LGBT-activists often portray themselves as a poor, oppressed minority that must be protected from discrimination and bigotry because of their internal sense of “gender identity” or their sexual identity, behavior and feelings.
But a new report from the Human Rights Campaign (HRC) demonstrates that gay- and transgender-identified individuals are not facing widespread discrimination – at least from corporate America and top legal firms. In fact, hundreds of businesses and law firms across the nation implement all of HRC’s required “LGBTQ-inclusive policies and practices” that privilege LGBT-identified folks.
HRC, the largest gay- and transgender-activist organization in the world, published its “Corporate Equality Index 2021” (CEI), which rates workplaces on “Lesbian, Gay, Bisexual, Transgender and Queer Equality.” The 19th annual CEI reports, “767 businesses met all the criteria to earn a 100 percent rating and the designation of being a ‘Best Place to Work for LGBTQ Equality.’”
In 2002, with much less stringent requirements, the first CEI reported only 13 top-rated companies. HRC has upped the ante several times since this initial report, creating more difficult standards. It is no longer enough to be nondiscriminatory; corporations must affirm, support and celebrate homosexuality and transgenderism.
Every year, HRC invites all the companies from Fortune magazine’s list of 1,000 publicly-traded businesses and American Lawyer’s top 200 revenue-grossing law firms to participate in its survey. Private companies with 500 or more U.S. employees can also request to participate. This year’s CEI includes 1,142 officially-rated businesses, using company-reported surveys, tax filings and reports from employees.
The list of companies that received 100% includes just about every major business you can think of, from AT&T to Verizon, and from Kroger to Walmart.
HRC has four categories for grading businesses and law firms. First, companies must have workforce protections that include “sexual orientation” and “gender identity or expression.”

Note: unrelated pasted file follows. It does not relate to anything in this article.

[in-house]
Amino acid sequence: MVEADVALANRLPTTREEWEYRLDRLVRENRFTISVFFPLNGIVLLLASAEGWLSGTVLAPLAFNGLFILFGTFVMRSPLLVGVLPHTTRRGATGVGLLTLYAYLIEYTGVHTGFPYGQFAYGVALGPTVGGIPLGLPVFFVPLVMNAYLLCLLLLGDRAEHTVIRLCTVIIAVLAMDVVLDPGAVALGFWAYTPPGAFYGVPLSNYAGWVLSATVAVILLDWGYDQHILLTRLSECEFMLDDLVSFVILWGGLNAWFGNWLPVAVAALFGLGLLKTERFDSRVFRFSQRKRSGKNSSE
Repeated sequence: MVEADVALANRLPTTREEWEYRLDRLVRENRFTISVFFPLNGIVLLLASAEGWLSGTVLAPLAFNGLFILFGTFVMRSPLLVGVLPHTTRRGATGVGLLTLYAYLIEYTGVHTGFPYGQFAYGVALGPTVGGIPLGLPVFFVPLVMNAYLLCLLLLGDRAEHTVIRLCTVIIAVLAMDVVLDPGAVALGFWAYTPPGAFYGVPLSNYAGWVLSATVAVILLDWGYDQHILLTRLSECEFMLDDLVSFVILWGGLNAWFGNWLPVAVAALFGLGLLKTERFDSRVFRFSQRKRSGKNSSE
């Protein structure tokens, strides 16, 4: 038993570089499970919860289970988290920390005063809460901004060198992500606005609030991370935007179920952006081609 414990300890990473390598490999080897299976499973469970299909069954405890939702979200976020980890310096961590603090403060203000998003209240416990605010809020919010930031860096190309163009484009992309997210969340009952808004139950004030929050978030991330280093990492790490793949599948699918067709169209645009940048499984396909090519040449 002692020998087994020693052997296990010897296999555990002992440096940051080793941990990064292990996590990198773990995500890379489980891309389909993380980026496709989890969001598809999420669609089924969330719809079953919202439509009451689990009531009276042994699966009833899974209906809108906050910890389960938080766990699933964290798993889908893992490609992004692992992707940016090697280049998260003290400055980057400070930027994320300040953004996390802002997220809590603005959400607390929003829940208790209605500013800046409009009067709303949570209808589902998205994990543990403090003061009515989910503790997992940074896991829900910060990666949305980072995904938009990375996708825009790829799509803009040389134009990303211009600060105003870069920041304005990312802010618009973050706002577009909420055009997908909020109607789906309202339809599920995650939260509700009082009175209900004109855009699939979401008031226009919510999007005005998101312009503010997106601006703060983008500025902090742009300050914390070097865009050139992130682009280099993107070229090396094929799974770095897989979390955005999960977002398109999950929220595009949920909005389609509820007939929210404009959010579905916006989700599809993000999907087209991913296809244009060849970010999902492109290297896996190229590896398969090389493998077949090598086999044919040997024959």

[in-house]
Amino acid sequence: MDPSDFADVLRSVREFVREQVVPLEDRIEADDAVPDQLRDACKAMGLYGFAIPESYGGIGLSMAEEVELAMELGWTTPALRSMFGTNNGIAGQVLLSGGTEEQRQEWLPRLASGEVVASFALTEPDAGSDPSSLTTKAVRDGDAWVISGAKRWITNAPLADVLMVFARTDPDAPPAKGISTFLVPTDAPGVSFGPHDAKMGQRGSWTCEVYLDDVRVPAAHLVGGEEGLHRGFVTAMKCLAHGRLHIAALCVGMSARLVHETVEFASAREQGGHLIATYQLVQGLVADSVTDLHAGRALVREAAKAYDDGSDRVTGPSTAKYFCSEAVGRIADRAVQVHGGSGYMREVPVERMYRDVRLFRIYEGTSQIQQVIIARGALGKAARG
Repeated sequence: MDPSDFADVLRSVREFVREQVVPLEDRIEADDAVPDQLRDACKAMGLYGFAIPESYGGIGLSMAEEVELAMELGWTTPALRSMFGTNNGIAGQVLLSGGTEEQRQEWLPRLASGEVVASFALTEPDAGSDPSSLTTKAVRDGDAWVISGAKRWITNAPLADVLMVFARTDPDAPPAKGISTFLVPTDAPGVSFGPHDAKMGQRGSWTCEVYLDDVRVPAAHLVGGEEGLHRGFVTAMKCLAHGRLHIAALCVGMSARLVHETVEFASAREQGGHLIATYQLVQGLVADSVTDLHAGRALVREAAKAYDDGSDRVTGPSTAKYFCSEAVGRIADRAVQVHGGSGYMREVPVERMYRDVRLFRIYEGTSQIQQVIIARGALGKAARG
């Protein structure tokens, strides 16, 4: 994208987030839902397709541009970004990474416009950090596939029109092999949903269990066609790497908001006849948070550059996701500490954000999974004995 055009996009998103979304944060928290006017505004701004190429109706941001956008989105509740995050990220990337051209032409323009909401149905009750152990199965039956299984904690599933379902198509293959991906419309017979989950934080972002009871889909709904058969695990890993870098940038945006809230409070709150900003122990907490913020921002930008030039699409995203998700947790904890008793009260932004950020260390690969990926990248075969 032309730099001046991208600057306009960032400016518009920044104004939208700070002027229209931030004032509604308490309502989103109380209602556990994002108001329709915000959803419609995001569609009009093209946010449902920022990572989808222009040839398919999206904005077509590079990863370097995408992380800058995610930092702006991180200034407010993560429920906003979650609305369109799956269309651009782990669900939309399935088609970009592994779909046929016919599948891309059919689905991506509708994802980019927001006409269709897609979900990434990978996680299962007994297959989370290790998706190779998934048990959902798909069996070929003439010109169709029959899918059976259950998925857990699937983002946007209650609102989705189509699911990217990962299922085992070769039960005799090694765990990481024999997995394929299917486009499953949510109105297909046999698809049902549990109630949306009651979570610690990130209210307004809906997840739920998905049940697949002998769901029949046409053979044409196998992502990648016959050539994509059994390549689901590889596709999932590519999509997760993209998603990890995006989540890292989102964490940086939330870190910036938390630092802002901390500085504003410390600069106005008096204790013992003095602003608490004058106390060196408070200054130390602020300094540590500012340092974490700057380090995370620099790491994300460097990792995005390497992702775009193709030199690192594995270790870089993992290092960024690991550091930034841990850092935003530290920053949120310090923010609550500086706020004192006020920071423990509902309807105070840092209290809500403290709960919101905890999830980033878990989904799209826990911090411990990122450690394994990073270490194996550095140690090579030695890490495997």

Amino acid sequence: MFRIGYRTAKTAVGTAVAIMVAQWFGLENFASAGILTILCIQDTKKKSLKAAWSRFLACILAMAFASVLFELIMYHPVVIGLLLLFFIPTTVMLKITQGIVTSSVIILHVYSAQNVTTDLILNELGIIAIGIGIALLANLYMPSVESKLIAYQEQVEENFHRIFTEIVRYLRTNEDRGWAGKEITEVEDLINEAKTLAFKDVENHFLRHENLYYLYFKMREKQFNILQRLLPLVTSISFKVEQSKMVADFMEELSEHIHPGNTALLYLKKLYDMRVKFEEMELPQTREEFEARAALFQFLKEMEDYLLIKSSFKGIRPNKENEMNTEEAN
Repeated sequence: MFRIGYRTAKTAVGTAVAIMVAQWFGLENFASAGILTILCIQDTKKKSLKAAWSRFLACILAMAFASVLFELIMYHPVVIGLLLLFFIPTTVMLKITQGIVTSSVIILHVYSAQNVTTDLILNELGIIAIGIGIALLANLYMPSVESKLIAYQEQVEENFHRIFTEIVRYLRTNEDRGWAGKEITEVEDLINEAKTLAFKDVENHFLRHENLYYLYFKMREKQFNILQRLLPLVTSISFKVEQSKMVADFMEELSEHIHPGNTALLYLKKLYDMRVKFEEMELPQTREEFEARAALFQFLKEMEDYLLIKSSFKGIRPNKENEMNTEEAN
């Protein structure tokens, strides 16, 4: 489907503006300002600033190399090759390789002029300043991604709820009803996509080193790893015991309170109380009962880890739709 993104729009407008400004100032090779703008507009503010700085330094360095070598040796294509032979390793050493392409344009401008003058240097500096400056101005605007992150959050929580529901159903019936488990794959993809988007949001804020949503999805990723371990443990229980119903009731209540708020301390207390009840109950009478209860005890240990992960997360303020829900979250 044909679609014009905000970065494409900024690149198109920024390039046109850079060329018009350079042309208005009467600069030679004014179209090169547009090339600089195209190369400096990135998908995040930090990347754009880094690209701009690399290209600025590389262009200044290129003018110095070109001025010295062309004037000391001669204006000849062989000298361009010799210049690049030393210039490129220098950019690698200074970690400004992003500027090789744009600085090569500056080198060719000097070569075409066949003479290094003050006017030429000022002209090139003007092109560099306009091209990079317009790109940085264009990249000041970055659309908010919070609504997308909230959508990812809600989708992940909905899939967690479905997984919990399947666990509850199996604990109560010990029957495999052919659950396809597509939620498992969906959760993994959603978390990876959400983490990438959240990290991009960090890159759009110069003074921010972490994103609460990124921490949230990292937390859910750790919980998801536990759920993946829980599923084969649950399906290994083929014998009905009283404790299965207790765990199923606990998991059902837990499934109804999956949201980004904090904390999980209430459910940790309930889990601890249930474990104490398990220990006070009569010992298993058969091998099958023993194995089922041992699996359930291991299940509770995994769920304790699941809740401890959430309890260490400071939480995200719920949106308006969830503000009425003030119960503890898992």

Second, businesses must have “inclusive benefits,” offering health and other benefits for same-sex and opposite sex spouses and domestic partners. Employers must also provide health coverage for transgender individuals without any exclusions.
The third category has a lengthy list of demands that must be met to win that coveted 100% from HRC.
Companies must support an “inclusive culture” and must practice “corporate social responsibility.” It’s not enough to simply hire LGBT-identified individuals, supervisors must undergo training that “includes gender identity and sexual orientation as discrete topics” and “provides definitions or scenarios illustrating the policy for each.” Any company leadership training must also include “elements of diversity and/or cultural competency.”
Firms must have “gender transition guidelines with supportive restroom, dress code and documentation guidance.” They must conduct “anonymous employee engagement or climate surveys” and “allow employees the option to identify as LGBTQ.” They are required to collect data that includes employee race, ethnicity, gender, military and disability” and “include optional questions on sexual orientation and gender identity.”
Employers must have an LGBTQ employee group or a “diversity council” and meet at least three of these requirements:
- Actively recruit LGBTQ employees,
- Engage in a “demonstrated effort to include certified LGBTQ suppliers,”
- Market products and advertise to LGBTQ-identified folks,
- Support at least one LGBTQ organization, and/or,
- Publicly support “LGBTQ equality under the law through local, state or federal legislation or initiatives”
Employers must also demonstrate “LGBTQ Corporate Social Responsibility” by having “Contractor/supplier nondiscrimination standards AND Philanthropic Giving Guidelines.”
Under criterion 4, “Employers will have 25 points deducted from their score for a large-scale official or public anti-LGBTQ blemish on their recent records” (their emphasis). Companies that donate to pro-family, pro-traditional marriage politicians or organizations could be targeted for doing so.
HRC is moving beyond the United States to influence companies around the globe. In recent years, it launched similar initiatives in Mexico and Chile. Again, those efforts seek to offer protections based on a person’s internal beliefs about their “gender” or on an individual’s sexual attractions and behaviors.
Photo from HRC